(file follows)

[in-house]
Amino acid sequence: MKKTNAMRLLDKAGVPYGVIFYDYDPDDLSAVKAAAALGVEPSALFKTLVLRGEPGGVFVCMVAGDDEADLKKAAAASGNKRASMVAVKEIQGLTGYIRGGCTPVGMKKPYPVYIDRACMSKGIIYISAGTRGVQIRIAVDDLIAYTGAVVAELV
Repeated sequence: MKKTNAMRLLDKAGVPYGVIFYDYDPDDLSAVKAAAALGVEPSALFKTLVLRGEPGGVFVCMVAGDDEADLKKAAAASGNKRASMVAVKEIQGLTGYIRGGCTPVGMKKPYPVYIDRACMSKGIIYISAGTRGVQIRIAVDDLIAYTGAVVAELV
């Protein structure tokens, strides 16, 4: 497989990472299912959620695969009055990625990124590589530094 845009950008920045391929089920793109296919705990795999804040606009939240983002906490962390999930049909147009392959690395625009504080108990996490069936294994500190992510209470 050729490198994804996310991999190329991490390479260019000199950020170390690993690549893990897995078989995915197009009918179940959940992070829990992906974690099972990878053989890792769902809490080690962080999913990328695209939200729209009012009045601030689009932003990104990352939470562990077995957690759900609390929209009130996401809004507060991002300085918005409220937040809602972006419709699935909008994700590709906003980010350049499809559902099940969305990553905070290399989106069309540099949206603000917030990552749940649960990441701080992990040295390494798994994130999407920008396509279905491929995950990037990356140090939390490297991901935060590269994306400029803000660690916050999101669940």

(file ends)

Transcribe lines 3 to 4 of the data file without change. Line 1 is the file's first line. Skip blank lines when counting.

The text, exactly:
Repeated sequence: MKKTNAMRLLDKAGVPYGVIFYDYDPDDLSAVKAAAALGVEPSALFKTLVLRGEPGGVFVCMVAGDDEADLKKAAAASGNKRASMVAVKEIQGLTGYIRGGCTPVGMKKPYPVYIDRACMSKGIIYISAGTRGVQIRIAVDDLIAYTGAVVAELV
């Protein structure tokens, strides 16, 4: 497989990472299912959620695969009055990625990124590589530094 845009950008920045391929089920793109296919705990795999804040606009939240983002906490962390999930049909147009392959690395625009504080108990996490069936294994500190992510209470 050729490198994804996310991999190329991490390479260019000199950020170390690993690549893990897995078989995915197009009918179940959940992070829990992906974690099972990878053989890792769902809490080690962080999913990328695209939200729209009012009045601030689009932003990104990352939470562990077995957690759900609390929209009130996401809004507060991002300085918005409220937040809602972006419709699935909008994700590709906003980010350049499809559902099940969305990553905070290399989106069309540099949206603000917030990552749940649960990441701080992990040295390494798994994130999407920008396509279905491929995950990037990356140090939390490297991901935060590269994306400029803000660690916050999101669940």